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The Year of Eating Dangerously: A Global Adventure in Search of Culinary Extremes Hardcover – 25 Sep 2006

2.8 out of 5 stars 13 customer reviews

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Product details

  • Hardcover: 372 pages
  • Publisher: Ebury Press; 1st edition (25 Sept. 2006)
  • Language: English
  • ISBN-10: 0091904900
  • ISBN-13: 978-0091904906
  • Product Dimensions: 23.8 x 15.4 x 3.4 cm
  • Average Customer Review: 2.8 out of 5 stars  See all reviews (13 customer reviews)
  • Amazon Bestsellers Rank: 1,001,302 in Books (See Top 100 in Books)

Product Description

Review

"Tackles eating the weird and wonderful with a refreshing lack of machismo ... Like Redmond O'Hanlon at his maddened best" (Rose Prince Daily Telegraph)

"His descriptions of food are more often meant to turn your stomach than to encourage you to salivate, but they are nonetheless precisely worded, vivid and, in the case of dog soup, all too compelling ... I think Tom Parker Bowles is going to be a real writer with a feeling for food and drink" (Observer)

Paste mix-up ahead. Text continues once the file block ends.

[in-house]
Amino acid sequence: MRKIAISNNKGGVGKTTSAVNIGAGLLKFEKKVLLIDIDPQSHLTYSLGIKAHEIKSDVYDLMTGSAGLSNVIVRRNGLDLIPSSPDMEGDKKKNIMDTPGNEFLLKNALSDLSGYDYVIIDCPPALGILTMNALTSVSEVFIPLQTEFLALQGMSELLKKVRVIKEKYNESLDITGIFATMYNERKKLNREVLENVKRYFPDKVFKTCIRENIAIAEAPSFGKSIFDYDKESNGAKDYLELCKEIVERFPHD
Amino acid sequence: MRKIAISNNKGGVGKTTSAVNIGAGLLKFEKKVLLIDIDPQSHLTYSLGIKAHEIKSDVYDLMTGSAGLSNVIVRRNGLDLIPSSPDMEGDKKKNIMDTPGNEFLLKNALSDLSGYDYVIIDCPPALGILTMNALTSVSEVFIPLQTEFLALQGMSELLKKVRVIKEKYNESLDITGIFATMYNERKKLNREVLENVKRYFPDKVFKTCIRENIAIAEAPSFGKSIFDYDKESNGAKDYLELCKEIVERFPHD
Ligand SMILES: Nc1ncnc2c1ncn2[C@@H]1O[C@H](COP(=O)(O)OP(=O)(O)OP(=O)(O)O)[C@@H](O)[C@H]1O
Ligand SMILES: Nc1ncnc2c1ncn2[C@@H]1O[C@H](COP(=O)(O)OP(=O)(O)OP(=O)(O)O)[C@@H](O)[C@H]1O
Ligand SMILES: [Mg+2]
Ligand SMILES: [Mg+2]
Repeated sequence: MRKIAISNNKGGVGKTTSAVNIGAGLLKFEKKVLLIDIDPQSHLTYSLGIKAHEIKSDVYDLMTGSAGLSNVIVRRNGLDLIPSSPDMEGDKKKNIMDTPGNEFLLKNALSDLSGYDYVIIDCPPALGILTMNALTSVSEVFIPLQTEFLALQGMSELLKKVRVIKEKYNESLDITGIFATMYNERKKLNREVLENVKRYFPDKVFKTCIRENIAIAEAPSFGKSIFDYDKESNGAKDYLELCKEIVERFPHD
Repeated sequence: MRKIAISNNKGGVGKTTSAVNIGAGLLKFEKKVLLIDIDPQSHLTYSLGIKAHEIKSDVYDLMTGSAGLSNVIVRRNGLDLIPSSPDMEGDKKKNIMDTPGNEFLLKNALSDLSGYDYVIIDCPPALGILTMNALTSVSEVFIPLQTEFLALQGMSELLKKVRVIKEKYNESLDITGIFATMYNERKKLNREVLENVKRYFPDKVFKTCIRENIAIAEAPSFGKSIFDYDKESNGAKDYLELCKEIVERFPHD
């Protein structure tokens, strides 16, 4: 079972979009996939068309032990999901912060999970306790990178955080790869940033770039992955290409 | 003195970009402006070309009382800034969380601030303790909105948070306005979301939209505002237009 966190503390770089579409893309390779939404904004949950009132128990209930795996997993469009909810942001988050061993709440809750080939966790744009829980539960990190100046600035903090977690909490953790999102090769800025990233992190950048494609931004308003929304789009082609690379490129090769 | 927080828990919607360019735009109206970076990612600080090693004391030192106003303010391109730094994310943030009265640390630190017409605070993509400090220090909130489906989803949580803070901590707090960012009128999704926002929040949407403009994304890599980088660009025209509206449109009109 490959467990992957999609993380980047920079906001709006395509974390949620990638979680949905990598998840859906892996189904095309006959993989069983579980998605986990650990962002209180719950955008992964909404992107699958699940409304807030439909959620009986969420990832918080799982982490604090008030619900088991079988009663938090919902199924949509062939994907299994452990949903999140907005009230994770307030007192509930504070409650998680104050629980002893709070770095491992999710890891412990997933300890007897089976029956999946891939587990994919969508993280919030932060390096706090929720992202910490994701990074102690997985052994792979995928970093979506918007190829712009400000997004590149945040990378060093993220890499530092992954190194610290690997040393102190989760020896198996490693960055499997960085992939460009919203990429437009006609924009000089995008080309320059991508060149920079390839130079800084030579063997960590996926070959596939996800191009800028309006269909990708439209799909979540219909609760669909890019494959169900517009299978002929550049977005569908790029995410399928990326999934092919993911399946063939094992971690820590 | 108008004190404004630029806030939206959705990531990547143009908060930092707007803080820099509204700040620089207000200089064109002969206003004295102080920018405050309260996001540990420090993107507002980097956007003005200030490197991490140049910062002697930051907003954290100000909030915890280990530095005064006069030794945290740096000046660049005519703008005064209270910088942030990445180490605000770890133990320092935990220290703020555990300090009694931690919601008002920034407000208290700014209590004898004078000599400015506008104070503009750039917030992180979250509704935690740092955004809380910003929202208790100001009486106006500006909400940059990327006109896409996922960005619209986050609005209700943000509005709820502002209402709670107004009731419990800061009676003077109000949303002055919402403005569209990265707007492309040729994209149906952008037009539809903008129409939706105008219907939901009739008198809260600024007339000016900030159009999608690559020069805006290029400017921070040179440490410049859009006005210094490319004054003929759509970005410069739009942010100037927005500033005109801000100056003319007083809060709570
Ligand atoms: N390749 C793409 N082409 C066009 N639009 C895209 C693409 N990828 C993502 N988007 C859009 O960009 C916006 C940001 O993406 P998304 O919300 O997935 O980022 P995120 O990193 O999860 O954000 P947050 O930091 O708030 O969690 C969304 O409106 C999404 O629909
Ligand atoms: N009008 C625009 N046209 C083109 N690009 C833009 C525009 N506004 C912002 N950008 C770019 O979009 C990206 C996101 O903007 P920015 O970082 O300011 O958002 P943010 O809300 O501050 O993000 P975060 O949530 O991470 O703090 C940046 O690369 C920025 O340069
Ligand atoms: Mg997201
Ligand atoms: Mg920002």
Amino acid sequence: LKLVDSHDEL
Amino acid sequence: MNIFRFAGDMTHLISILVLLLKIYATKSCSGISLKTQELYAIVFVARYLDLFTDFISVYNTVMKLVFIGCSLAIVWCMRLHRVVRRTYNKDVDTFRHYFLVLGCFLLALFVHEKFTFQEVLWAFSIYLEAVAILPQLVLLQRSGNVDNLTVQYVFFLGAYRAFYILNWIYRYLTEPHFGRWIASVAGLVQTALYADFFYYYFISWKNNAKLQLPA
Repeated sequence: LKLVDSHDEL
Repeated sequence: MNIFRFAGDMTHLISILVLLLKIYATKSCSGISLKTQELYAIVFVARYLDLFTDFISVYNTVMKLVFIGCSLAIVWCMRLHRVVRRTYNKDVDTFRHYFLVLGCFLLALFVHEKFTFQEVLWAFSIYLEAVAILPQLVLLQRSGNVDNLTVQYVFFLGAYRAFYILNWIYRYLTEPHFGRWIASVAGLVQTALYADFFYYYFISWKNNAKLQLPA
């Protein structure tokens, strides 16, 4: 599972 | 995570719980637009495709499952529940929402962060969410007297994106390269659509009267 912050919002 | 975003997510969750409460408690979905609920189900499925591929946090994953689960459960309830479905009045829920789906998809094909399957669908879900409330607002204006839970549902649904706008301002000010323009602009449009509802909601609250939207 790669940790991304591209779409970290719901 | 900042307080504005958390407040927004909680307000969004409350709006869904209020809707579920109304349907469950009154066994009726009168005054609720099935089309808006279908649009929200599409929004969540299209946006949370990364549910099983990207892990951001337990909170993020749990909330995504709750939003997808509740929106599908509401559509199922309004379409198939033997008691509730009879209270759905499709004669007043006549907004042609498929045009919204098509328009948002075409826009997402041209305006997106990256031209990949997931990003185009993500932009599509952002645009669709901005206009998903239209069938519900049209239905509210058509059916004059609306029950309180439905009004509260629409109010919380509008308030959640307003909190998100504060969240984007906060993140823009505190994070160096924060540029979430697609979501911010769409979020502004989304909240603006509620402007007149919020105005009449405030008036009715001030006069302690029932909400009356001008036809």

"An engaging read ... Tom is such a likeable narrator, enthusiastic, open, candid and sweary. He also has a fine line in self-deprecation ... Most of all he loves his food and communicates that zeal really well" (Daily Mail)

"Inquisitive and acutely observed, it's an intimate, often humble account, full of warmth and honesty and underpinned with serious thought. Laugh-out-loud funny too" (Delicious)

"Hilarious, macho and full of abstruse knowledge" (Country Life) --This text refers to the Paperback edition.

Book Description